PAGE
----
The prospects of global conflict continue to revolve five geopolitical actors: Russia, China, North Korea, and Iran. In the event of war with any of these nations, consider domestic systems disruption a distinct possibility.
Russian Multi-Domain Battle poses challenges to US
“So we did this Russian new-generation warfare study — that’s what essentially spotlighted for us that there were old technologies being used in new ways and new technologies being used in new ways, and the combination of those are creating gaps that we do not have solutions for,” said Maj. Gen. Bo Dyess, acting director of the Army Capabilities Integration Center. “Even a most casual look into what Russia is doing in eastern Ukraine today tells us insights into what a multi-domain battle environment will look like,” according to Maj. Gen. Duane Gamble, the commanding general of 21st Theater Sustainment Command. “It will require us to operate and sustain operations in an unforgiving lethal environment, one in which our Army [has] not operated in since World War II or some of the battles in Korea.”
US ready to add capabilities to deter Russia in Europe
On his trip to the Baltics, SECDEF Mattis said that the US is ready to deploy additional units to Europe in order to deter Russian operations. “We will deploy whatever capability is necessary here,” Mattis said. Defense officials previously discussed a temporary deployment of a Patriot missile battery over the summer. At a training ground in Lithuania, Mattis said, “The reason for the deployment you see right now is the lack of [Russian] respect for international law.” It’s become quite common for both US/NATO and Russian officials to accuse each other of overstepping international law. In June, US and NATO battalions will participate in exercises to defend the Suwalki Gap in Lithuania. In September, Russia is set to hold its annual military exercise called Zapad, which will include 70,000 to 100,000 Russian soldiers, near the Lithuanian border.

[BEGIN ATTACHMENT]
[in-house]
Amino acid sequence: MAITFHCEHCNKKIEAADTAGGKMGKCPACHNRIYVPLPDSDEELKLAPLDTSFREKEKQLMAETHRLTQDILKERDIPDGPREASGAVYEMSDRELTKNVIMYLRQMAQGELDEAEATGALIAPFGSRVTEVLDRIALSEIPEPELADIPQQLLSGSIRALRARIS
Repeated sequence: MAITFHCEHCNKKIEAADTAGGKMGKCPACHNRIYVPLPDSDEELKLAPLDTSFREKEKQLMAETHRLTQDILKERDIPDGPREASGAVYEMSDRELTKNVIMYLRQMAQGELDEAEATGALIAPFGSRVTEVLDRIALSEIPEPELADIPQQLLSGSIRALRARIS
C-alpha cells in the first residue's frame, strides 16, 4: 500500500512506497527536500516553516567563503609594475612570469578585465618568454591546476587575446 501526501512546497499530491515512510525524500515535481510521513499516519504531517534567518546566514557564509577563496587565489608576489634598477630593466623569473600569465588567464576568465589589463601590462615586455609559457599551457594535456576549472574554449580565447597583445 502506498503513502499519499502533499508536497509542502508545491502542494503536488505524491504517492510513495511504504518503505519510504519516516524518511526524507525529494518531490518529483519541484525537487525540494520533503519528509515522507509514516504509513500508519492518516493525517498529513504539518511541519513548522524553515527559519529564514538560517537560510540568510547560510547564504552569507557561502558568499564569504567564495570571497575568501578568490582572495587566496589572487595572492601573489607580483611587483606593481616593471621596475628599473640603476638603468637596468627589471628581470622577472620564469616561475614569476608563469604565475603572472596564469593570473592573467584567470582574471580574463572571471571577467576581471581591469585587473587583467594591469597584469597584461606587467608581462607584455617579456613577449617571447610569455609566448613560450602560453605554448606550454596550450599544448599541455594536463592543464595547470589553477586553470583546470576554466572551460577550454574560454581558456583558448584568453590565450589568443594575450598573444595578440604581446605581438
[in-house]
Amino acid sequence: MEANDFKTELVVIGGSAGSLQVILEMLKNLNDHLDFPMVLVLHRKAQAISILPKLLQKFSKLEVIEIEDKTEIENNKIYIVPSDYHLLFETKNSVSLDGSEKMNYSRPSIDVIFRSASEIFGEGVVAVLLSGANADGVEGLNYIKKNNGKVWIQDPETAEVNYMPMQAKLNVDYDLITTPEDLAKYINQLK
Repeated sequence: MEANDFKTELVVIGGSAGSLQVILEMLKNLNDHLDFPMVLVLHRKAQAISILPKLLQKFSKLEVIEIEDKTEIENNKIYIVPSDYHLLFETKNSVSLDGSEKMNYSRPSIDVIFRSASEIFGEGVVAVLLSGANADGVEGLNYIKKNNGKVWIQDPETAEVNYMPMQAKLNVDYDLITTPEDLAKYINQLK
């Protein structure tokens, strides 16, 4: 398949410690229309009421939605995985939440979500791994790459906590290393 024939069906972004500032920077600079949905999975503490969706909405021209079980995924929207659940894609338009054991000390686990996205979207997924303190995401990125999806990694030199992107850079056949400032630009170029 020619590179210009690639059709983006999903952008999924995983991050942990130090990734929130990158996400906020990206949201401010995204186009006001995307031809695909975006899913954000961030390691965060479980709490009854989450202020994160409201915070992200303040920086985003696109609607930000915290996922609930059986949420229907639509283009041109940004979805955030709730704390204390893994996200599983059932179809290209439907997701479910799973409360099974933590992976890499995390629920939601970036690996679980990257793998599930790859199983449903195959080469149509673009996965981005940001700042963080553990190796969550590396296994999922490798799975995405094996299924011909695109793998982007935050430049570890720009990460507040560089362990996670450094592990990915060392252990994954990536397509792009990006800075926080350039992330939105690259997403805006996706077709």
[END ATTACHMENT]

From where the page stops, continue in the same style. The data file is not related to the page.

NATO: We’re creating ‘credible deterrent’ to Russia, despite some problems
“It is a complex area, and Russia intends to keep it that way,” BG Tate says of the situation in Europe. Recently, NATO made the decision to rotate an additional Combat Aviation Brigade (CAB) to the region in order to create a “credible deterrent” against Russia, although its effectiveness is in question. “There are unique requirements in Europe that our [combat aviation brigades] are not equipped with or prepared for… [T]he forgotten art of camouflage is something we’d better start getting smart with really quick,” BG Tate said. “We will not have big aviation [forward operating bases] that will be unthreatened anywhere in Europe if we get into a fight with Russia.”
In addition, that rotational CAB currently lacks a heavy armed reconnaissance squadron, so they’re missing two unmanned aerial systems for the fight. Despite some problems, one Army colonel said, “[T]he benefit of having 10th CAB in theater with the voracious exercise schedule that we have is each of those battalions is going to participate in enough training at the platoon and company and battalion task force level where they’re truly building readiness.”
Defense in Brief: